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Winter Cold Helps Reduce Summer Bugs

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By Jay Michaels

Twin Falls, Idaho ( KMVT-TV / KTWT-TV ) If you thought you were chilly during our recent cold snap, you're not alone. But if it's cold for long enough, you could see considerably fewer bugs this summer.

Many insects lay their eggs on the outside of plants, while beetles burrow deeper inside them. But plants don't die completely during the winter unless temperatures are very cold, or they stay down for an extended period of time. When that happens, the growth of plants slows down considerably and sometimes stops.

Dave Kiesig, Horticulture Instructor at the College of Southern Idaho, says, “That tissue starts to really slow down, it stops feeding, it stops insulating those insects, they freeze, they die.”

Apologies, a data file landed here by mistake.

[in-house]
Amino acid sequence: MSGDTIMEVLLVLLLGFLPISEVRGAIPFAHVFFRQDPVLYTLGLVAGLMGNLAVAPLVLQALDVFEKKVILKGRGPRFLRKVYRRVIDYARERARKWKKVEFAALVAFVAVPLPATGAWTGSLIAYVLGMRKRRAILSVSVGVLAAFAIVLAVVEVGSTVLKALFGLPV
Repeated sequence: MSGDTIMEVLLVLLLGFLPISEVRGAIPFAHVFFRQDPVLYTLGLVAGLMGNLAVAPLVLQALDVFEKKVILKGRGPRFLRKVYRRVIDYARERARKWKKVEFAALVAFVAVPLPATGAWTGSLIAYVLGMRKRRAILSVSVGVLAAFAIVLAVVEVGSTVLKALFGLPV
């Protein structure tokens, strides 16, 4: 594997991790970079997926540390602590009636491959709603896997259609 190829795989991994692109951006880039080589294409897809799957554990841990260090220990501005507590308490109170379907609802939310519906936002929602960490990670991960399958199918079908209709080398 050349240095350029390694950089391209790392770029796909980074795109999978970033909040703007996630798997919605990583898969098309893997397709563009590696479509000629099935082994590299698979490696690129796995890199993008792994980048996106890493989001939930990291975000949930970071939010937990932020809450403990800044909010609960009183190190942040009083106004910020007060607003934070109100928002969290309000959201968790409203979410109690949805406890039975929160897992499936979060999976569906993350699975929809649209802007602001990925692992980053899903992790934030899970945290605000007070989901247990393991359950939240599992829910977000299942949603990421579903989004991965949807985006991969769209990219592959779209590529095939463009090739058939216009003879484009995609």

Insects who lay their eggs on the outside of plants can be killed with dormant oil treatments in both fall and spring. But if winter temperatures don't get cold enough, that could result in much larger insect populations after warm weather hits.

Kiesig says, “The real downside of this is a lot of our insect species multiply several times during a season. And so if we start out with a full hatch, then we end up in trouble later on.”

That's because several full hatches will allow insect numbers to grow exponentially. Winter cold slows down what little growth is happening in plants, which results in the insect eggs or pupae dying as a result of the winter cold.

Kiesig says, “The reason that we don't want too many insects is because of the damage they do. So this is Nature's way to help manage populations.”

Kiesig says the plants quit releasing energy from their cells and the bitterly cold temperatures break through to where the insects are.

Feb. 25, 2013.


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